Sheer Recovery’s drug and alcohol detox center provides residential medical detox services designed with your safety and comfort in mind. Our team will assess your needs, monitor your symptoms, and do everything we can to make your experience a positive one. Once you are done detoxing, a counselor will help you transition to one of our treatment programs.

stimulant addiction treatment center

Treatment Options

Long-term stimulant abuse can alter the way you think, feel, and behave. It can take time to repair your mental health, adjust your thinking, and change your behaviors, but individualized counseling and evidence-based therapies can help you turn your life around.

Stimulant addiction typically develops as a result of stress, trauma, or untreated mental illness. Overcoming your addiction requires diagnosing and treating the root cause of your substance abuse, so co-occurring disorders like ADHD, PTSD, depression, and anxiety are the primary focus of our treatment programs.

Sheer Recovery clients have access to a few different treatment options based on their needs and addiction severity.

  • Residential inpatient rehab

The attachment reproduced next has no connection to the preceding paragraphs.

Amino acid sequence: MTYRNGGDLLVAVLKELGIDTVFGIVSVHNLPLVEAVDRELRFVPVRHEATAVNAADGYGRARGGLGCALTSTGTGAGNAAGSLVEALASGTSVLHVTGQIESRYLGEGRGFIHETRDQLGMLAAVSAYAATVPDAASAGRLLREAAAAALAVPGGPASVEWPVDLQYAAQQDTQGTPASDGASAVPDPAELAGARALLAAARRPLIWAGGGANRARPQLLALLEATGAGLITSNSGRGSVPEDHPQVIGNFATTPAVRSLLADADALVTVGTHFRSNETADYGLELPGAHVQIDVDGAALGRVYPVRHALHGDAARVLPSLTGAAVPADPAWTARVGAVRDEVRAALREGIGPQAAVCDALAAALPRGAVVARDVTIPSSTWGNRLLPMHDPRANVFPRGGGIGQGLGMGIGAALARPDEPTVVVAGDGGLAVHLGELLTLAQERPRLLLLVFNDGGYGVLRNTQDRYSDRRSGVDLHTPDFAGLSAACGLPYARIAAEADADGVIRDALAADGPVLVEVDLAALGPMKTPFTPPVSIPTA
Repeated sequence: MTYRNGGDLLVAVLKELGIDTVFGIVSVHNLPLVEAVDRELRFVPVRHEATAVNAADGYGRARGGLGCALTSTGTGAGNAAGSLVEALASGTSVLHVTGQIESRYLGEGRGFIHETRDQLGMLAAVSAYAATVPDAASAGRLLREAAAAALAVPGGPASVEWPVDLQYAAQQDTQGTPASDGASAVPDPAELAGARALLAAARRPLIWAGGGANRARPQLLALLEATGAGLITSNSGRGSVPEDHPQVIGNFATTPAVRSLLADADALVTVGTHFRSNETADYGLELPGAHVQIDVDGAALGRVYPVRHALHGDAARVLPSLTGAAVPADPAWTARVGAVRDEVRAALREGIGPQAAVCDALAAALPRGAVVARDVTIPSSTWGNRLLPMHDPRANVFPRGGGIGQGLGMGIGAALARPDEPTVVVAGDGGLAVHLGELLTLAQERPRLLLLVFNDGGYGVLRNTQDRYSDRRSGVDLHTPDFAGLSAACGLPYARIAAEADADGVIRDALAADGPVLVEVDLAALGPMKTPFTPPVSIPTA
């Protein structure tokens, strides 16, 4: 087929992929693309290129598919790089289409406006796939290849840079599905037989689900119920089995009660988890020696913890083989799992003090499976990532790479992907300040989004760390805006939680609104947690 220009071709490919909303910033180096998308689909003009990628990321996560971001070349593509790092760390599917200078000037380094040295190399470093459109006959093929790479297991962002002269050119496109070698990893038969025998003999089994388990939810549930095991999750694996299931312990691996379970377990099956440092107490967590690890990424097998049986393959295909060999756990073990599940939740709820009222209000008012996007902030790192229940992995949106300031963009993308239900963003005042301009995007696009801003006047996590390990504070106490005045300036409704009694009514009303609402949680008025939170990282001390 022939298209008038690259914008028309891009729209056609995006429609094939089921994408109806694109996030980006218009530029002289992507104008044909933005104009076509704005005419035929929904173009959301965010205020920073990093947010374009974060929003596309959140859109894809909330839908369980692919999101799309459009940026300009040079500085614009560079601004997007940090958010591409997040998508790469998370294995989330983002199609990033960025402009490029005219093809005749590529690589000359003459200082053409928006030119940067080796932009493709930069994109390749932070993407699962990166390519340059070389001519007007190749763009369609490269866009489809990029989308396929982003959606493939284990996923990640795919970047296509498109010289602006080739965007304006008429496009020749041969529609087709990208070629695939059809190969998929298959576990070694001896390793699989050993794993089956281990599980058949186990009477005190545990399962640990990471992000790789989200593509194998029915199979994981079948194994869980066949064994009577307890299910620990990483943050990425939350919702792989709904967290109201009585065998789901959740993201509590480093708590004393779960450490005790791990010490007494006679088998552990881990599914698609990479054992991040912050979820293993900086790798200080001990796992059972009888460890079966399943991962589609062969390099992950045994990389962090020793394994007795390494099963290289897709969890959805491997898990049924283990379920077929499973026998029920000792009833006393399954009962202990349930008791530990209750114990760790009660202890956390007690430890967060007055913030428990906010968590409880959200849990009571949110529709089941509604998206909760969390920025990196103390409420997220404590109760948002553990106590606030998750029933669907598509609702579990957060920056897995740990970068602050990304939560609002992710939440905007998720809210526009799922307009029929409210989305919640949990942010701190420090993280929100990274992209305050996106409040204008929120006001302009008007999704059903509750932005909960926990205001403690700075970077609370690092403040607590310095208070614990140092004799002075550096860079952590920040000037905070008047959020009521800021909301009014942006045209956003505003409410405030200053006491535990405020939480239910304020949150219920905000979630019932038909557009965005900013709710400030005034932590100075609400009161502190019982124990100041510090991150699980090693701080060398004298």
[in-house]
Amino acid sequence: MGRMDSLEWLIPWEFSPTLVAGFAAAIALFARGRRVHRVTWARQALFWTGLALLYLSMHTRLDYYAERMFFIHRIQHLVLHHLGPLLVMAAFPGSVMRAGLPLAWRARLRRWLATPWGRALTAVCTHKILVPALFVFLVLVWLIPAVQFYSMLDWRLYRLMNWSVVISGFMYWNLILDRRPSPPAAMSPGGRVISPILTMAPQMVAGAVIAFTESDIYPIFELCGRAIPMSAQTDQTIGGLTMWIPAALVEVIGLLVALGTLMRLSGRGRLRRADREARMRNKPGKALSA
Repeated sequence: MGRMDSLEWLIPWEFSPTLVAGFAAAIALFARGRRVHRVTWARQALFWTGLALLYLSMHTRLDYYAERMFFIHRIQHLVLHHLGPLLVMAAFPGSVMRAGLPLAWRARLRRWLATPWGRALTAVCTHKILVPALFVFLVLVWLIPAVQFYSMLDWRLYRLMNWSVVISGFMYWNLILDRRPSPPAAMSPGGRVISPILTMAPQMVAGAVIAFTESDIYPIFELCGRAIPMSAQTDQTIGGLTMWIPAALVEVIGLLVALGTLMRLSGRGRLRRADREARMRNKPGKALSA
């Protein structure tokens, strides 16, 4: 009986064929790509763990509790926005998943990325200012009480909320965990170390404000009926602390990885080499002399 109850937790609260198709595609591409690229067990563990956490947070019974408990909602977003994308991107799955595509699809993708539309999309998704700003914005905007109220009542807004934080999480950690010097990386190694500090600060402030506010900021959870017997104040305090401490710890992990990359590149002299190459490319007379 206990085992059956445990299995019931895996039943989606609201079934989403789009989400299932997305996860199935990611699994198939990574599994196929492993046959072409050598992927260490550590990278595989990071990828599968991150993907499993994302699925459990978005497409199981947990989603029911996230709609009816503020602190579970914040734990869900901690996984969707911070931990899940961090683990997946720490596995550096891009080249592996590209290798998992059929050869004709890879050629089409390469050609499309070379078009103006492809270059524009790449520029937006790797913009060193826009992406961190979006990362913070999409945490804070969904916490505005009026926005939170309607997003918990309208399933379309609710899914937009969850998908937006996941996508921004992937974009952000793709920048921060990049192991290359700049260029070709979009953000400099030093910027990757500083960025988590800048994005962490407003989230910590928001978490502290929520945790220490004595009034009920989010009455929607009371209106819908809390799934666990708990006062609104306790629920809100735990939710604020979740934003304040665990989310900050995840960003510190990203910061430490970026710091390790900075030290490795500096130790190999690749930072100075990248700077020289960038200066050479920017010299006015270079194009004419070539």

• Partial hospitalization program (PHP)
  • Intensive outpatient program (IOP)

Our experienced clinical team, combined with our luxurious and state-of-the-art facility, creates a safe, supportive environment for you to begin your recovery journey. When you are ready to leave treatment, our counselors will work closely with you to develop an aftercare plan that suits your needs.

Find Treatment for Stimulant Addiction in California Today

Sheer Recovery’s secure, private, and comfortable treatment environment gives clients an ideal place to heal while being guided through group and individual therapy sessions by our dedicated, licensed therapists. Our commitment to patient care and excellence is reflected in the time and effort placed into guaranteeing our clients a positive treatment experience.

By the time you are done with our program, you will have a clear understanding of your addiction, your triggers, and what you need to do to stay sober. Make the decision to recover from stimulant addiction today by speaking with one of our compassionate team members. We’re available 24 hours a day to answer your call, assess your needs, and help you start your recovery.